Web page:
Faith Lessons by Ray Vander Laan: When the Rabbi Says “Come”

Scythopolis is filled with arena, theater, and gymnasia (universities), but Jesus chose no disciples here. But nearby is Bethsaida, a fishing village in Galilee, a town of 600 or so, with just 8 or 10 families. Hardly the place to find disciples to change the world.

Families lived in insulae, similar to apartments.  Peter, Andrew, James, John, and Philip all came from this village.

For some reason, the practice of making “disciples” originated in Galilee. In God’s providence, he’d prepared this area for young men to be ready to follow a rabbi.

Korazin is 3 miles was of Bethsaida, and a city of 2,000 or so. Another, simple village. Vander Laan takes his group there to show them the ruins of a First Century synagogue.

Building blocks of discipleship


Extended families, as many as 100, lived together in an insula, small apartments build wall to wall, surrounding a courtyard. Therefore, people saw community as more important than individualism. And rabbis and disciples lived as a community.


Korazin preserved the ruins of a synagogue. The “Moses seat” is a chair from which the Torah was read. The scrolls of the Torah and the rest of the Tanakh (Old Testament) were kept in the “ark.” When the scroll of the Torah was opened, it was displayed, text outward, to those in attendance, who would touch the words and press their fingers to their lips: “May the word of the Lord taste sweet!” The synagogue was all about the word of God.


Every synagogue has a school. Boys and girls attended through age 12 or 13, and most children would have memorized much of the Torah. Most children were finished with school at this age.

Girls became wives and homemakers. Boys would go to learn their family’s trade. But a few attended the beth midrash, a high school to learn under the rabbi to master a deeper meaning of the Torah and to begin to memorize much of the rest of the Tanakh.

Of these, a very few became talmid or, in plural, talmidim: disciples. Jesus had as many as 500, and of these, he sent out 70. But 12 were especially close, and these were most truly disciples in the sense of “talmid.” The talmidim wanted not just to learn from the rabbi but to be just like him.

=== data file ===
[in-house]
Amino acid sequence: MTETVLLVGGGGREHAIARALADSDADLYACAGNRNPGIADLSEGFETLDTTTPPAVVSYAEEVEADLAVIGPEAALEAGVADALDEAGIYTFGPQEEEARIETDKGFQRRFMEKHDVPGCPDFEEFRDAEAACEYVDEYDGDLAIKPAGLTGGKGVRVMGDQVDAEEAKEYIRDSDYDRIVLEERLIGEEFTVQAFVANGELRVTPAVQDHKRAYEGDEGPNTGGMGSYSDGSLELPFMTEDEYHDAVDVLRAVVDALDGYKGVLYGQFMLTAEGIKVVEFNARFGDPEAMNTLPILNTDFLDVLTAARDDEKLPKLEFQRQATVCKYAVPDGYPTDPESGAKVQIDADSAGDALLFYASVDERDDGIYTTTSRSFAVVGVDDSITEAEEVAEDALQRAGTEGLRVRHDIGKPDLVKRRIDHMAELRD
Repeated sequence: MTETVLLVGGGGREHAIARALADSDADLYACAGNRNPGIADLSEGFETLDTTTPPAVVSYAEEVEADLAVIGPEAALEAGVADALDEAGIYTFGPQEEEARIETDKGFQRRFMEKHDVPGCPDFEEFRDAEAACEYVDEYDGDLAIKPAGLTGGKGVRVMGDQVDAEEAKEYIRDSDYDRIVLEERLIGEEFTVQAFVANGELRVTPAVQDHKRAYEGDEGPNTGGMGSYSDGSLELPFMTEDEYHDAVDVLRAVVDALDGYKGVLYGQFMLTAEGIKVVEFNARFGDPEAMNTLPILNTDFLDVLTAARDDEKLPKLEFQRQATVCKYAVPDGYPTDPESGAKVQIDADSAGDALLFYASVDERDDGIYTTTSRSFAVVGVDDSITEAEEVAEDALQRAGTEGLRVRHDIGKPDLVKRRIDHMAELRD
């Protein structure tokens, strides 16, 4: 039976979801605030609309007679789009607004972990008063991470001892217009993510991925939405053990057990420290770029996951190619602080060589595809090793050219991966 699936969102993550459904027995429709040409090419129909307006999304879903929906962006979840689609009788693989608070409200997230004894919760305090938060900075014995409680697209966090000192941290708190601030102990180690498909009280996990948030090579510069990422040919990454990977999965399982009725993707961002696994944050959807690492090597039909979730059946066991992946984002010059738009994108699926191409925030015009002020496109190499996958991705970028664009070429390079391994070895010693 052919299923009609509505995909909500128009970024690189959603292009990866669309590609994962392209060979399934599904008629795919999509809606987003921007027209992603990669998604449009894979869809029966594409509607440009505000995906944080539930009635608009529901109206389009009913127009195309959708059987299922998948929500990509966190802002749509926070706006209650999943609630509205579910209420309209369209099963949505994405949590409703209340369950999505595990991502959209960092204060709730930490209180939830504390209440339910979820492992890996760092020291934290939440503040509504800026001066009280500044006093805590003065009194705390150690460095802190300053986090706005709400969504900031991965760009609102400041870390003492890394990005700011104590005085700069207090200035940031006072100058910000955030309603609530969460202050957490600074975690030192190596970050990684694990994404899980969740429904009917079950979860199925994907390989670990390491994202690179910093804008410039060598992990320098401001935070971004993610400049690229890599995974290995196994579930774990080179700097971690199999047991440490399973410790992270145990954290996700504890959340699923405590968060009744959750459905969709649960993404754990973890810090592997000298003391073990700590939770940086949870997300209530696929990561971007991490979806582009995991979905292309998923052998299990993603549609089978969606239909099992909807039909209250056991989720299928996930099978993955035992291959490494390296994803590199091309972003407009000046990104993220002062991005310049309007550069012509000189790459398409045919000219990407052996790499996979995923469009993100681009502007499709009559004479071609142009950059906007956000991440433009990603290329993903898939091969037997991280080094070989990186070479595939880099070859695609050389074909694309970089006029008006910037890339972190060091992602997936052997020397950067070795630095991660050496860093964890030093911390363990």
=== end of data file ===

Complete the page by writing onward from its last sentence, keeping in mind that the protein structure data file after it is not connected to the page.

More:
(The Greek word for “disciple” mathetes is broader, and includes not only what the Jews would call talmidim but mere students who’d not yet committed to the rabbi. This explains the apparently inconsistent use of the term in the Gospels.)

They therefore lived with the rabbi 24 hours a day. They studied everything about him.

Christians tend to use “disciple” as something less. But the Biblical sense is that we are consumed with being just like our rabbi Jesus. It must be our driving passion. It’s not just learning his teachings or obeying his commands. It must be a burning passion.

Selection of talmidim

A rabbi was very selective in choosing talmidim. He insisted that they know the text, have the ability, and “follow me,” meaning “be like me.” He would expect his talmidim to memorize the entire Old Testament. It was an unbelievable level of commitment.

But after a few years of walking with the rabbi, some graduated to make their own disciples.

Notice that normally someone asked, “May I follow you?” But Jesus said, “Come follow me!” Jesus was a different kind of rabbi.

When Jesus asked Peter, Andrew, James, John, and Philip to follow him, they were working in the family business. They hadn’t made it into beth midrash. But even so, Jesus chose them!

As a result, these young men knew that they could do it.  Most disciples of most rabbis didn’t make it, but this rabbi chose them. Jesus said, “Remember, you did not choose me. I chose you!”

Now, it’s obvious from reading the New Testament that the apostles struggled to be like Jesus. But they were with him all the time. They traveled with him and slept under the stars with him. Jesus took these young men all over Judea and even to Phoenecia. They asked him questions and he (often) answered.

And over time, through hearing his words (which they would have memorized), and being with him continually, they became like him.